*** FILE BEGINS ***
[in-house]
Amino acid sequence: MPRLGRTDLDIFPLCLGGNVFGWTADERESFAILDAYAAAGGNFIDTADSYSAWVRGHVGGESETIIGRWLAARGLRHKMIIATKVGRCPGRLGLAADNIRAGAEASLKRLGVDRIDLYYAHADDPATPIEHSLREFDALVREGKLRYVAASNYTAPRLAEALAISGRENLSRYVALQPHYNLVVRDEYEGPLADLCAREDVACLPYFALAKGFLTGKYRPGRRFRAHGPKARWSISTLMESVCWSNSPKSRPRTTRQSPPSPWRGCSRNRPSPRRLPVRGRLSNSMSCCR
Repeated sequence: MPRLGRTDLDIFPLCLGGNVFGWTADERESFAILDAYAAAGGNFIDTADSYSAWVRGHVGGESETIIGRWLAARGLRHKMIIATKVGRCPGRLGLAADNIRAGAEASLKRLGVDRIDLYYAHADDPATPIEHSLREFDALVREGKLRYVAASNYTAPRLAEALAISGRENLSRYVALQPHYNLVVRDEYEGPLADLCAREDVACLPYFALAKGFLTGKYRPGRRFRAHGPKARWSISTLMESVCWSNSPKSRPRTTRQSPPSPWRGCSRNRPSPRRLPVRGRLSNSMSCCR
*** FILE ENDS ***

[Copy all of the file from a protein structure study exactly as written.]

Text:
[in-house]
Amino acid sequence: MPRLGRTDLDIFPLCLGGNVFGWTADERESFAILDAYAAAGGNFIDTADSYSAWVRGHVGGESETIIGRWLAARGLRHKMIIATKVGRCPGRLGLAADNIRAGAEASLKRLGVDRIDLYYAHADDPATPIEHSLREFDALVREGKLRYVAASNYTAPRLAEALAISGRENLSRYVALQPHYNLVVRDEYEGPLADLCAREDVACLPYFALAKGFLTGKYRPGRRFRAHGPKARWSISTLMESVCWSNSPKSRPRTTRQSPPSPWRGCSRNRPSPRRLPVRGRLSNSMSCCR
Repeated sequence: MPRLGRTDLDIFPLCLGGNVFGWTADERESFAILDAYAAAGGNFIDTADSYSAWVRGHVGGESETIIGRWLAARGLRHKMIIATKVGRCPGRLGLAADNIRAGAEASLKRLGVDRIDLYYAHADDPATPIEHSLREFDALVREGKLRYVAASNYTAPRLAEALAISGRENLSRYVALQPHYNLVVRDEYEGPLADLCAREDVACLPYFALAKGFLTGKYRPGRRFRAHGPKARWSISTLMESVCWSNSPKSRPRTTRQSPPSPWRGCSRNRPSPRRLPVRGRLSNSMSCCR